Many conservatives are still unhappy with the fact that Biden’s plan of cancelling large portions of outstanding student loans was not blocked. This plan would erase up to $20,000 in debt for each American.

A consolation for Democrats They were able to fend off House GOP demands which would have ended payment pauses, prevented student debt cancellation and prevented Biden moving forward with a new income driven repayment plan that aimed to lower monthly payments. Republicans wanted to limit the Education Department’s ability to change the Student Loan Program.

Officials in the Biden administration argue that this compromise maintains the president’s agenda for student loans and codifies the preexisting plan of restarting payments.

Progressives are concerned that the administration is committing itself to restarting payments, even if in the next few weeks the Supreme Court rules that it cannot cancel student loans for tens and millions of borrowers. Sen. Bernie Sanders, (I-VT), said that he wouldn’t vote to end the student loan pause. “This has been a lifeline for millions of working families in the middle of the pandemic,” he added.

Spending limits on defense (for the moment)

The deal: It caps the Pentagon’s defense budget for the next two-year period, ending the growth of the past two years. The deal does not preclude Congress giving a boost to military spending in the future, Senate Majority Chuck Schumer told reporters on Thursday.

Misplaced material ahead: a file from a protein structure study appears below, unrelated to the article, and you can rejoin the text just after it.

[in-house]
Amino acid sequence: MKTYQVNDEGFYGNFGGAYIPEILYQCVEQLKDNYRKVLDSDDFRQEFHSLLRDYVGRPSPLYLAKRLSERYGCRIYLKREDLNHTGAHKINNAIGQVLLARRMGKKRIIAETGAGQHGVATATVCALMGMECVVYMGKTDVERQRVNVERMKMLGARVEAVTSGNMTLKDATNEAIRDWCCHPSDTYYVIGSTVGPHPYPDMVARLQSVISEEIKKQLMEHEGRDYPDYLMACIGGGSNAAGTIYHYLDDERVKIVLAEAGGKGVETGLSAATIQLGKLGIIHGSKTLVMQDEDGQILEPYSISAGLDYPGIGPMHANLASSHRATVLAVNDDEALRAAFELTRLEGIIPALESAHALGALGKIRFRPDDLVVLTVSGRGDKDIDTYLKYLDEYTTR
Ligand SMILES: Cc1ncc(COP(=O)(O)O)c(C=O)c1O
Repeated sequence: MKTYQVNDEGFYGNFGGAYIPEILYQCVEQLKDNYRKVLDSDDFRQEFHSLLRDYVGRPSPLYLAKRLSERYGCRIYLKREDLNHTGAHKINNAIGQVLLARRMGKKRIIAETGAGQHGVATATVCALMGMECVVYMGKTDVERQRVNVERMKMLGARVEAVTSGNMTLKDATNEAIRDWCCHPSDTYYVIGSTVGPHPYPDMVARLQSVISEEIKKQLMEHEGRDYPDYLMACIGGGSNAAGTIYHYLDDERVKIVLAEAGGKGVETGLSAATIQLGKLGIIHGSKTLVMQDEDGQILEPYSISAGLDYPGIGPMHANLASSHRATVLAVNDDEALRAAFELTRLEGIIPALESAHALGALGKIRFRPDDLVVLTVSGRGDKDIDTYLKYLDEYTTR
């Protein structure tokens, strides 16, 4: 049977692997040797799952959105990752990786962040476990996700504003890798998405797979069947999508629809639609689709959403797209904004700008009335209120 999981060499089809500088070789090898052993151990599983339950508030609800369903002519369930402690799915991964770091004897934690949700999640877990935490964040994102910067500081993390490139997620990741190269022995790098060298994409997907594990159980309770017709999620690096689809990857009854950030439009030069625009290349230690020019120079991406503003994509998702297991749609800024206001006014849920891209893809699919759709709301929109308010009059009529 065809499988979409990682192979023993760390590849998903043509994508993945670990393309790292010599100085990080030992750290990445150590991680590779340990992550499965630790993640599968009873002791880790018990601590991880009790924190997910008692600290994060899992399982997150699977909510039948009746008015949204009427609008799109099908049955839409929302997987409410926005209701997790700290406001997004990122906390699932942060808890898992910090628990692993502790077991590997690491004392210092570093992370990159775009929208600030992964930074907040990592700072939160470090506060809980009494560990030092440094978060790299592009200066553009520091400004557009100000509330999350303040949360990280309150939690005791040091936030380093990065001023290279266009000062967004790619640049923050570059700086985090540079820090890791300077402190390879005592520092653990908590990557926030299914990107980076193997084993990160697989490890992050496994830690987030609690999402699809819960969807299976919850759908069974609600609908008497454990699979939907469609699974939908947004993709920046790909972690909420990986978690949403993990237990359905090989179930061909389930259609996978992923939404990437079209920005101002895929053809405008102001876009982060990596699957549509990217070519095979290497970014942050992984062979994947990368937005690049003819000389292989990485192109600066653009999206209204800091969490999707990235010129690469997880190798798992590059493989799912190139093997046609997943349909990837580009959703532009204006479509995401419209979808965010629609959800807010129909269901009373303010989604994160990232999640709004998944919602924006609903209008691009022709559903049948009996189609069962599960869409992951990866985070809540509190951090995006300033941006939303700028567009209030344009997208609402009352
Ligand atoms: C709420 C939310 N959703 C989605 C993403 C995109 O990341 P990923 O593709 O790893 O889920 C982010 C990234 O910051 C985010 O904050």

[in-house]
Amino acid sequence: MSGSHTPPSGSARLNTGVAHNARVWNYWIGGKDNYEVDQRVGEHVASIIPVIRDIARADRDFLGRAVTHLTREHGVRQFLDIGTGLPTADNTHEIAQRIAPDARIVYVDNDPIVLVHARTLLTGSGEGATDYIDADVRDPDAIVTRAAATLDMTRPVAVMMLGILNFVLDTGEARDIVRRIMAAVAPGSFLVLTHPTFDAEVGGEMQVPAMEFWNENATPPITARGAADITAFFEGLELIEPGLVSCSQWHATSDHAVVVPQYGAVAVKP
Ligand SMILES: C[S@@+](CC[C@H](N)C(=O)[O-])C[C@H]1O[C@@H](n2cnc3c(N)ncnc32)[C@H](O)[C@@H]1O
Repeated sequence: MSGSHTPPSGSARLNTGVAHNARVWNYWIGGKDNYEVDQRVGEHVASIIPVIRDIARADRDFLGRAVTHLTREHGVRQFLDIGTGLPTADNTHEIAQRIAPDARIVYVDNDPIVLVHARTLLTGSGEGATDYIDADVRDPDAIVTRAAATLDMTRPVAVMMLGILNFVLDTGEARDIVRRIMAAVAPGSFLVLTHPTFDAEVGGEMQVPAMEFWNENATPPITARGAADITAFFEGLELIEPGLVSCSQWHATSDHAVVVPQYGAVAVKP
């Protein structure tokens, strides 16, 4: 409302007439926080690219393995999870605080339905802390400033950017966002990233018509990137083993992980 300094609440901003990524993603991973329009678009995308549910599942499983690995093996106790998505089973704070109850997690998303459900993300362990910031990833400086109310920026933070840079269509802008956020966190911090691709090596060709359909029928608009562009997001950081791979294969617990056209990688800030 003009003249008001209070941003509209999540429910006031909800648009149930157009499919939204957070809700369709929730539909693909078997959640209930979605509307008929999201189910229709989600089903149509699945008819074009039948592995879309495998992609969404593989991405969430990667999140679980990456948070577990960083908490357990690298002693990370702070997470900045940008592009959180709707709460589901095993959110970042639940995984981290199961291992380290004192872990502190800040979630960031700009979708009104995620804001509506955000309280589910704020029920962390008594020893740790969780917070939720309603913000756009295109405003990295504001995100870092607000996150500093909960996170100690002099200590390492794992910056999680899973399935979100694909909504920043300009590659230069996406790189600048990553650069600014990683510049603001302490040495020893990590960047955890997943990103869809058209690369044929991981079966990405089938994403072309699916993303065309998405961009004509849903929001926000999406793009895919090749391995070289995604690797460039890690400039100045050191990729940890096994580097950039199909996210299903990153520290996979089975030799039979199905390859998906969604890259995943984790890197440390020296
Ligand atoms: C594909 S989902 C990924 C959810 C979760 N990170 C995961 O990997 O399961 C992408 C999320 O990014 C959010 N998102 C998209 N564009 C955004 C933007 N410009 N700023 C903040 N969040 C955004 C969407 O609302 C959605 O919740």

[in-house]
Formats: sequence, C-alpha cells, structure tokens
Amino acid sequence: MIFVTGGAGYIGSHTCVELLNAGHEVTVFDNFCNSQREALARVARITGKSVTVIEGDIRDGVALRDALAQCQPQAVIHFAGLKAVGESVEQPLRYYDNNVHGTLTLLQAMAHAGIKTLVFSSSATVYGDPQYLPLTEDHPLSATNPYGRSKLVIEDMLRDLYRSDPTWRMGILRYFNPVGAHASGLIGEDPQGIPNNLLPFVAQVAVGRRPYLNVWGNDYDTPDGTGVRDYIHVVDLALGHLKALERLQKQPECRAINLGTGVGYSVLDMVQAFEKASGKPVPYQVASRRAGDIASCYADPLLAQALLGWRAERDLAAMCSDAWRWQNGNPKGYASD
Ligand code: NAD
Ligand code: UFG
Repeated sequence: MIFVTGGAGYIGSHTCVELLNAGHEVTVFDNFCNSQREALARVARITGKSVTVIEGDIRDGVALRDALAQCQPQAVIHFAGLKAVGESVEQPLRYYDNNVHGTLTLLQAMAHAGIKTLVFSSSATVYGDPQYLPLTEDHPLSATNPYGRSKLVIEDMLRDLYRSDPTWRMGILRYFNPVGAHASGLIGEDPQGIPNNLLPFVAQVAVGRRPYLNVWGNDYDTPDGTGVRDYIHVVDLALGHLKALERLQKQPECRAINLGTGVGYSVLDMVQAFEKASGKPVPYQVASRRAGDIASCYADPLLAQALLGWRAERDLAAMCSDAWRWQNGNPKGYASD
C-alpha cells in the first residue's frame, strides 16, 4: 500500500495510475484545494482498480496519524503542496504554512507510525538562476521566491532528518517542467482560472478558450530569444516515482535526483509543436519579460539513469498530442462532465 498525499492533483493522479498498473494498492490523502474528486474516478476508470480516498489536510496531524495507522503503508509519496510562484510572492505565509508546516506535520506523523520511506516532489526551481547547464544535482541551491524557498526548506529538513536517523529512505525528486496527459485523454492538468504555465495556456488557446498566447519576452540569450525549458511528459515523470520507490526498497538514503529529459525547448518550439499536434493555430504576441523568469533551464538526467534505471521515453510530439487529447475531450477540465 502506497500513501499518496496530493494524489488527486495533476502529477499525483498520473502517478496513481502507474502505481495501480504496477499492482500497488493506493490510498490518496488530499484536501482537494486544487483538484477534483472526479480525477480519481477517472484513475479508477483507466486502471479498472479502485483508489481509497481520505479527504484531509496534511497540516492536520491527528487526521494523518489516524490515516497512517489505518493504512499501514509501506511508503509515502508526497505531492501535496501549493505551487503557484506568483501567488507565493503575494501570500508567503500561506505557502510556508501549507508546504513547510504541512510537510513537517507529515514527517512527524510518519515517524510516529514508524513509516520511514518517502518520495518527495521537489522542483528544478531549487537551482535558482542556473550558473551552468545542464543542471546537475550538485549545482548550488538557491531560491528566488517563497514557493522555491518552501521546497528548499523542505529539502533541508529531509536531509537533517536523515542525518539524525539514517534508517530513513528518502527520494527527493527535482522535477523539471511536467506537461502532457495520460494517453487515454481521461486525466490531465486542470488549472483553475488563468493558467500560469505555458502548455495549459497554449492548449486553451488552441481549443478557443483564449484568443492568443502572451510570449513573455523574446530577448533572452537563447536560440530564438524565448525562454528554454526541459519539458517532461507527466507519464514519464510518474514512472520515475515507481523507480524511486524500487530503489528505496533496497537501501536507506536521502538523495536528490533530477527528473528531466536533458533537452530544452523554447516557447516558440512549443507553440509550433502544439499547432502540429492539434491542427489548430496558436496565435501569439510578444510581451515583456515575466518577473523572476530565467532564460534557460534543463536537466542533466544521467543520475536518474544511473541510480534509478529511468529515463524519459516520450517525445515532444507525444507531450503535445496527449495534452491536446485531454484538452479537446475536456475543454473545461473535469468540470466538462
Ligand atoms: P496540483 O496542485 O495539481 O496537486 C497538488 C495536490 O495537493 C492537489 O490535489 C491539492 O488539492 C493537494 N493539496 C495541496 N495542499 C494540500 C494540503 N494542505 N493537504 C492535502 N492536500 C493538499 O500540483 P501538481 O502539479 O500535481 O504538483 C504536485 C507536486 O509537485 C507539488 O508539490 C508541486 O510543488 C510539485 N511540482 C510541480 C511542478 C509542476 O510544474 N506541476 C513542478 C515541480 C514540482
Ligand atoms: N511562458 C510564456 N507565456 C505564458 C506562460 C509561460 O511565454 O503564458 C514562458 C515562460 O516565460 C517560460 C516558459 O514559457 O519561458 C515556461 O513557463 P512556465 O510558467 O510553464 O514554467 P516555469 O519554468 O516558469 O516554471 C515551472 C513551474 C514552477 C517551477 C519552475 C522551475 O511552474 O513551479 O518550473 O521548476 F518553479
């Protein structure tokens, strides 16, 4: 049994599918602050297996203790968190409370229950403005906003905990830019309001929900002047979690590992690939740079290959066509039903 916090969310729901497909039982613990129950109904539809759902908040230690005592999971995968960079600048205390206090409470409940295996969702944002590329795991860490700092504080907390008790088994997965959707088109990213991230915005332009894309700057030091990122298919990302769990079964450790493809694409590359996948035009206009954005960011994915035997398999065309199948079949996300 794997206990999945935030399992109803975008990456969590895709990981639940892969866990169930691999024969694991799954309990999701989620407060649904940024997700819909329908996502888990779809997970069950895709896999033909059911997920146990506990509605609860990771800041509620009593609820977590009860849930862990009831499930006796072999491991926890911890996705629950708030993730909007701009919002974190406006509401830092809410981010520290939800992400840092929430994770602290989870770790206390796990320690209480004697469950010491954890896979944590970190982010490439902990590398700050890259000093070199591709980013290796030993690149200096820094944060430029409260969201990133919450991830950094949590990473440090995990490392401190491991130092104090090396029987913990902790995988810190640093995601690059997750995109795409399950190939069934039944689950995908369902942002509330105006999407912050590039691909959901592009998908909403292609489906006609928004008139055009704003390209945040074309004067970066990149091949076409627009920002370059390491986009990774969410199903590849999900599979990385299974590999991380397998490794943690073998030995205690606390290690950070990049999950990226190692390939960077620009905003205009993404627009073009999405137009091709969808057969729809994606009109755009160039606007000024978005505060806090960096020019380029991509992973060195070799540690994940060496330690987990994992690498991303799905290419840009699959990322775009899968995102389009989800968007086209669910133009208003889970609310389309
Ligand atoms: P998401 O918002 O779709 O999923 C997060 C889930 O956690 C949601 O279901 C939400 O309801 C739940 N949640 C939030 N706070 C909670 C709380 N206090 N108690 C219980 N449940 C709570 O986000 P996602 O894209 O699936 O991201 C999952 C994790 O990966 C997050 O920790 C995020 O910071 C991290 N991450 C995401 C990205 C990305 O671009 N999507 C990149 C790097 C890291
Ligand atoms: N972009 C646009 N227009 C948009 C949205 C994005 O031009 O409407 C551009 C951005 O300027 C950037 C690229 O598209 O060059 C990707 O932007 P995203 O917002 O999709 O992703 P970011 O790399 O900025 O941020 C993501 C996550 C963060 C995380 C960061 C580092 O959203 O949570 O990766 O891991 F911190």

The agreement caps defense spending for fiscal 2024 at $886 billion, which is a 3.2 per cent increase over current levels. This was in line with Biden’s request. The military spending in fiscal 2025 would only increase by 1 percent, to $895 Billion.

What Republicans Got: GOP Defense Hawks avoided cuts. But the fact that Biden’s preferred budget was endorsed by the deal is a lose. Defense spending is still increasing despite concerns that the effort to cut spending would result in a reduction of the Pentagon.

Defense hawks continue to push for additional funding. Schumer did not promise that such a supplemental would be voted on, but he said in a public statement that the debt agreement does not prevent the Senate from authorizing additional emergency spending – for national security needs or domestic ones.

Consolation for Democrats: They get the level of defense funding the administration proposed in the short term, despite the fact that some Democrats would have supported more money for military. Deal also differentiates between defense and non-defense spending levels, so a rise in military funding wouldn’t mean cutting domestic programs.

Jennifer Scholtes and Josh Siegel contributed to the report. Meredith Lee Hill was also involved.